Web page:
"Ending corruption is the ultimate goal of those who have not yet come to power."
This quote corresponds to what I have always believed: the vertigo of power corrupts and the known cases follow one another, lacking to know the consequences of those who have not (hopefully still ...) seen the light of day.
As with Bava, in 2014 Mexia was decorated and, after six years, he was, albeit in precarious terms, prohibited from entering the company, for whose management he received the Order of Business Merit.
Without having any sympathy for the judge who decreed the measures, in which the one we refer to stands out, the truth is that the whole story around these characters smells bad, being that Mexia, in view of the remuneration she receives, had an obligation to much more (or, more strictly, much less ...). In addition to the talk of rents, the episode of the said consultant, taken to the government but paid for by said EDP, looms large.
Meanwhile, Neeleman, creator of the legal artifice of being a minority shareholder in a company but its main decision-maker, managed to earn 50 million more than those he would have invested, leaving TAP to grapple with the planes he brought here from an almost insolvent Blue and we were charged much more expensive. In the middle, we learned about a secret clause, negotiated by Lacerda Machado, soon afterwards converted into a non-executive director, allegedly because, citing him, since he was a child who “likes a lot of airplanes”. The saying comes out, which is clearly well paid, and the inerrant Antonoaldo, but the so-called airplanes and, even worse, the managers appointed by the State, who apparently saw nothing wrong in all this, are left behind.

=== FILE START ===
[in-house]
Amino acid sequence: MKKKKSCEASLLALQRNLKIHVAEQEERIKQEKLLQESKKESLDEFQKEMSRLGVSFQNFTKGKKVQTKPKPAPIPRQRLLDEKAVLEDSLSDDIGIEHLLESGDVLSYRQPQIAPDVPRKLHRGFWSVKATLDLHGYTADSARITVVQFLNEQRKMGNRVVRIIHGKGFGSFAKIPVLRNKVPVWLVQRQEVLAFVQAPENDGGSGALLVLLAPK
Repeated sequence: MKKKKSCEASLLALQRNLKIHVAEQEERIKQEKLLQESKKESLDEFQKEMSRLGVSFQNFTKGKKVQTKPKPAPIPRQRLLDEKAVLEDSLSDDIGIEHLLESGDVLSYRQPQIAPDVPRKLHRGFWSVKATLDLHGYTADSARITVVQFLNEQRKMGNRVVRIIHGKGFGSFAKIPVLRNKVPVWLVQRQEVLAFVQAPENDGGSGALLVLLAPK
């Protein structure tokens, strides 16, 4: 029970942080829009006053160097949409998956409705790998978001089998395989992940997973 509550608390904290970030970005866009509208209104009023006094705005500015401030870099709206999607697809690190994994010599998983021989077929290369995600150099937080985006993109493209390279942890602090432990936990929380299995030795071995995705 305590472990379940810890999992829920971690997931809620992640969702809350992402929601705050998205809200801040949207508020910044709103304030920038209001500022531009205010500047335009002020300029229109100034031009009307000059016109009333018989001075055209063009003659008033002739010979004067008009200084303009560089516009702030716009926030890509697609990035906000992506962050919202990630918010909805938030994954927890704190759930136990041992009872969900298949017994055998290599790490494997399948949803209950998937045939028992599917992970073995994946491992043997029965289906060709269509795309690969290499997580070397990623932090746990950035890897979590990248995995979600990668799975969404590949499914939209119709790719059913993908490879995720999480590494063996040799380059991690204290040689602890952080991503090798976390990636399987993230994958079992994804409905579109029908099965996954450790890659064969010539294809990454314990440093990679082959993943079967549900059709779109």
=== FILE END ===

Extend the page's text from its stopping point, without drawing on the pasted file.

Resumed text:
In between, we nationalized EFACEC, once sold to this self-proclaimed great businesswoman, Isabel dos Santos, proclaiming, almost in a victorious tone, that we will not pay her debts.
These four examples alone show that this country cannot be (a) serious. We talk about corruption when the different cases are imploding in our faces but we quickly forget them, one after the other. In the meantime, we are paying the bills, with typical Portuguese fatalism, as if our only luck were to be called on to cover the losses, without ever being made aware of the final bill.
The next time the Economics experts come up with the dismissal talk, knowing that the victims have rarely been involved in what went wrong, have someone ask them if they have already done the math for those who have decorated us. Until then, we are just advocating that innocent people pay for their crimes and telling them that the crime pays off. In short, to encourage them to continue to move.